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One small nation preparing to fight fire with fire on cyber attacks

By BROOKS TIGNER, BRUSSELS – When it comes to the front-line for protection against cyber attacks, the Euro-Atlantic region splits into three categories of nations: those purely seeking the defensive, those who have added, or intend to add, cyber-offensive capabilities to their toolbox, and those who aren’t sure which way to go, but hope they can rely on the bigger members of the EU or NATO to protect their interests. So far, the Euro-Atlantic security community’s cyber-offensive club is an elite one comprising Britain, France, Germany, Netherlands, the United States and, arguably, Canada, though the latter remains tight-lipped about the subject. Each has a dedicated cyber-command. With the exception of the Netherlands, whose population of 17 million puts it in the middling rank of European countries, all these cyber-offensive players are big. But that is about to change, however, with the entry by mid-2018 into the cyber-offensive realm of…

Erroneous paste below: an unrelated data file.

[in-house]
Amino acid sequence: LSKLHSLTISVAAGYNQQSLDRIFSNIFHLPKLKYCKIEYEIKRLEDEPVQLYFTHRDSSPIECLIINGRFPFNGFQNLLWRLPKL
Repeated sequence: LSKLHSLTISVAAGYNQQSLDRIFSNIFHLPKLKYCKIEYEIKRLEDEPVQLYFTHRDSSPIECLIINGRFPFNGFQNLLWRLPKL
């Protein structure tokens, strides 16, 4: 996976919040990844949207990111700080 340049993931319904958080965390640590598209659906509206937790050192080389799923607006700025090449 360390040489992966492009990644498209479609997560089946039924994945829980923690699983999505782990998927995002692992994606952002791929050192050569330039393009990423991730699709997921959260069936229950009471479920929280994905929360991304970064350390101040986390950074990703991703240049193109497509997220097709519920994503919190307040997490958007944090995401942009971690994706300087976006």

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By PATRICK STEPHENSON, with BROOKS TIGNER, BRUSSELS – Among the measures included in European Commission’s cybersecurity package, adopted on 13 September 2017, is the goal of transforming the European Union Agency for Information Security (ENISA) into a new cybersecurity agency. The Commission is also pushing researchers to study new ways to tackle Europe’s burgeoning cybercrime threats. The need is great, to say the least. According to the EU, ransomware attacks increased by 300 per cent between 2015 and 2017, and may increase four-fold again by 2019. One of the workshops during the 6 December meeting of the Commission’s “Community of Users” (CoU) of security research stakeholders (see related article in this issue) focused on cybercrime, several related research projects and the eye-raising statistics that confront authorities in their efforts to combat it. As Michele Socco of the Commission’s home affairs directorate-generale (DG HOME) told the workshop, “65 percent of digital evidence is...